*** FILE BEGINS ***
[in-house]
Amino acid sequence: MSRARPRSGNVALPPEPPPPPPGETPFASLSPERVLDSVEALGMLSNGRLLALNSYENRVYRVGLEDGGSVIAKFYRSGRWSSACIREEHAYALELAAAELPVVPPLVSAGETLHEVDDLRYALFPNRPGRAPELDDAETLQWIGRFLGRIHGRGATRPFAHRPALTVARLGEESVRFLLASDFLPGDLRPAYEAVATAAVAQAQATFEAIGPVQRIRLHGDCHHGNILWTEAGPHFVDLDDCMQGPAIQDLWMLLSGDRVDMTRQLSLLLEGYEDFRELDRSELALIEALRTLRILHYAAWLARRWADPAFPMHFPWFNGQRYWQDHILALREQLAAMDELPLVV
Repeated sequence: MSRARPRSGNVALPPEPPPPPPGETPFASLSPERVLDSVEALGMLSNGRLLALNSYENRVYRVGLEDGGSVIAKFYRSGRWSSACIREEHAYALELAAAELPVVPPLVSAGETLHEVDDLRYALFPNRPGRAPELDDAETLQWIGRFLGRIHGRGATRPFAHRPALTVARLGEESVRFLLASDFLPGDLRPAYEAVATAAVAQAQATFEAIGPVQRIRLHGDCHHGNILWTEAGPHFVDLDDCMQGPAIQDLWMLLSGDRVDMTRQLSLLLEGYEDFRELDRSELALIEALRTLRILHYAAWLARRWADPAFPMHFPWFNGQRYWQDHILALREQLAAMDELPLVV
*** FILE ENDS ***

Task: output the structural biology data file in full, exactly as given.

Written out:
[in-house]
Amino acid sequence: MSRARPRSGNVALPPEPPPPPPGETPFASLSPERVLDSVEALGMLSNGRLLALNSYENRVYRVGLEDGGSVIAKFYRSGRWSSACIREEHAYALELAAAELPVVPPLVSAGETLHEVDDLRYALFPNRPGRAPELDDAETLQWIGRFLGRIHGRGATRPFAHRPALTVARLGEESVRFLLASDFLPGDLRPAYEAVATAAVAQAQATFEAIGPVQRIRLHGDCHHGNILWTEAGPHFVDLDDCMQGPAIQDLWMLLSGDRVDMTRQLSLLLEGYEDFRELDRSELALIEALRTLRILHYAAWLARRWADPAFPMHFPWFNGQRYWQDHILALREQLAAMDELPLVV
Repeated sequence: MSRARPRSGNVALPPEPPPPPPGETPFASLSPERVLDSVEALGMLSNGRLLALNSYENRVYRVGLEDGGSVIAKFYRSGRWSSACIREEHAYALELAAAELPVVPPLVSAGETLHEVDDLRYALFPNRPGRAPELDDAETLQWIGRFLGRIHGRGATRPFAHRPALTVARLGEESVRFLLASDFLPGDLRPAYEAVATAAVAQAQATFEAIGPVQRIRLHGDCHHGNILWTEAGPHFVDLDDCMQGPAIQDLWMLLSGDRVDMTRQLSLLLEGYEDFRELDRSELALIEALRTLRILHYAAWLARRWADPAFPMHFPWFNGQRYWQDHILALREQLAAMDELPLVV